The Government has announced that retailers across England are in line for a major tax cut over the next two years. Retailers in properties with a rateable value of less than £51,000 will have a third wiped off the amount of tax they pay through business rates. The change announced in the Budget will cut bills for up to 90pc of small retail properties, according to the Treasury. The new rules will come into force from April next year and last for two years, until the next revaluation of business rates in 2021 and were announced as part of the Government’s Autumn budget.
Responding to the Chancellor’s Autumn Budget statement, Federation of Small Businesses (FSB) National Chairman Mike Cherry said “The Chancellor has shown that he is now listening to the small business community. By acting on FSB’s recommendations for high streets, VAT and the Employment Allowance, the Treasury is set to provide some much-needed lifelines for thousands of small firms.”
“Small businesses on our high streets that cannot get Small Business Rate Relief will be delighted with the significant discount for the next two years, which on average will help these businesses to the tune of almost £2,000 each, but potentially up to around £16,000 off small businesses facing the biggest bills.
Cherry continued said This is the most small-business-friendly budget that this Chancellor has delivered. He has listened to our requests across many areas of tax and public policy, putting him firmly on the side of Britain’s small businesses. On the tax front, small firms up and down the country will be pleased to see the VAT threshold frozen for two years. FSB was credited in the speech for our campaign on this, stopping an over-reach which would have created a mountain of bureaucracy and a tax-hike for more than a million businesses. I look forward to seeing further innovative changes to VAT post-Brexit.”
“Small businesses on our high streets that cannot get Small Business Rate Relief will be delighted with the significant discount for the next 2 years, which on average will help these businesses to the tune of almost £2,000 each, but potentially up to around £16,000 off small businesses facing the biggest bills. The decision to protect and refocus the Employment Allowance means that small firms will use the £3,000 of help to increase staff hours, improve pay and meet the rising costs of the National Living Wage, boosting jobs and productivity.”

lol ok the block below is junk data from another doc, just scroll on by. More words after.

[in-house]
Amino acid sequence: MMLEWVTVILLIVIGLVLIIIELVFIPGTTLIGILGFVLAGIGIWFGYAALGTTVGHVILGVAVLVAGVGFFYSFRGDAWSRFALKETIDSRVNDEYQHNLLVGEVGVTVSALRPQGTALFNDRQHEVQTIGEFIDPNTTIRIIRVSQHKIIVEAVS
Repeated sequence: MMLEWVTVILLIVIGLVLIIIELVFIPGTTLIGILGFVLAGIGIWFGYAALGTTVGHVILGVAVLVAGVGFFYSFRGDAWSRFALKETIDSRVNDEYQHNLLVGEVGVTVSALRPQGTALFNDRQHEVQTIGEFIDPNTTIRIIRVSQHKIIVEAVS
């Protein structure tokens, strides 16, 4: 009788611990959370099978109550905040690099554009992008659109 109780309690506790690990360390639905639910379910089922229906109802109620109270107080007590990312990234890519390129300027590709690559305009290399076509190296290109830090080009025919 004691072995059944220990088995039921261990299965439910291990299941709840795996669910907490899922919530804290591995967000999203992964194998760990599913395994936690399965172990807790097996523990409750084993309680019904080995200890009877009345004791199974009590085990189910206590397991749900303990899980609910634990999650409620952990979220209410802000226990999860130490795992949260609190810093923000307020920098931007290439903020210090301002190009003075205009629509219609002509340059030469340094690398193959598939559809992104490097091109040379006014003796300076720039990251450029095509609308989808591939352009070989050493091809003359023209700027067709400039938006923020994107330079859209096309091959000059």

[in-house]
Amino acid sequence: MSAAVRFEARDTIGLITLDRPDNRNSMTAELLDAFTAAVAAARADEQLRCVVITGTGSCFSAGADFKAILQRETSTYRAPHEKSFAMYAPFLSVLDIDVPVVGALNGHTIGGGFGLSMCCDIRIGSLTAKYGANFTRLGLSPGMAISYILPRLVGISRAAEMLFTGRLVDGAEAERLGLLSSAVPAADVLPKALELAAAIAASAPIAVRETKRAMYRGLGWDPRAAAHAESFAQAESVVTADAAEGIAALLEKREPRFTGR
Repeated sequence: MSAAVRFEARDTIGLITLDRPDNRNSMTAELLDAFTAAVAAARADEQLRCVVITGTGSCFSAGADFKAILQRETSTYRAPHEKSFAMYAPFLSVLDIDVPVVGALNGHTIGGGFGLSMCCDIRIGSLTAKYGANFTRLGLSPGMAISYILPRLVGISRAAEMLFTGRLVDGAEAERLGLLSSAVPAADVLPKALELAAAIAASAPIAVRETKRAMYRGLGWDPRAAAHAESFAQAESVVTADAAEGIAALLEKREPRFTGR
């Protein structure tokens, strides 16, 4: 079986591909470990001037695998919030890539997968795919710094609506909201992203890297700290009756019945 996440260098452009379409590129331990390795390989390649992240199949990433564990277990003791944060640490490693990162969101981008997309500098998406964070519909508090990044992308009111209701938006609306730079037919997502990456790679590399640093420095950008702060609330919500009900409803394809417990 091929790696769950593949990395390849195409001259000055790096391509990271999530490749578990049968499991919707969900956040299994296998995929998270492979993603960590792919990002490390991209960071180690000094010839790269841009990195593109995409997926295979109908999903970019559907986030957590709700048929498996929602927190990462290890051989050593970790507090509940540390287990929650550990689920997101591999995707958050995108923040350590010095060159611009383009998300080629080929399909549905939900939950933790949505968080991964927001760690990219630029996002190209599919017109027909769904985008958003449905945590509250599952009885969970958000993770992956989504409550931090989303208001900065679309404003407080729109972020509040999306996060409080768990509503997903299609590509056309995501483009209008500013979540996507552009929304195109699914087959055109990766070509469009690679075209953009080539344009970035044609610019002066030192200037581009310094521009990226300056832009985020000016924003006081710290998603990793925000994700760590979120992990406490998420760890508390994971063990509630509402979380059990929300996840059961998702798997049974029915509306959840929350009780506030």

“Through the Budget, the Chancellor is now using the strength of the Treasury to back small business. We have already seen a significant change of tone in recent months towards helping businesses, right from the top of Government, and today represents the change of policy that backs this up. This is long due recognition that small firms are the UK’s job creators and community leaders. The productivity challenge for this country will only be resolved by backing small business, and today marks an important step to achieve this.”
Stephen Martin, Director General of the Institute of Directors, said “Sky-high business rates have hampered the high street just as it attempts to compete with the growing stature of online retailers. The Chancellor’s announcement today, echoing our recommendations, should give many firms the breathing space to invest and develop new strategies. But this is ultimately a stop-gap measure at a time when the business rates system requires much wider reform. Support must also be extended to small firms outside the retail sector, and the fact that the tax also acts as a clear disincentive for businesses to invest in improving their properties must also be addressed.”
“The Chancellor showed he has listened to business leaders today with key reforms on business rates, the Apprenticeship Levy and the Annual Investment Allowance. But for all of the individual positive measures, including money for infrastructure upgrades, this was a Budget that pulled its punches. Going into this Budget, IoD members urged the Chancellor to prioritise help for Brexit preparations. It is not enough simply to announce a potential ‘no-deal Brexit budget’, businesses need to get ready now. While we hope the Chancellor’s confidence that there will be Brexit deal is well-placed, firms have to look at all possible scenarios and will be deeply disappointed to see no funds have been allocated to helping them map out potential outcomes.”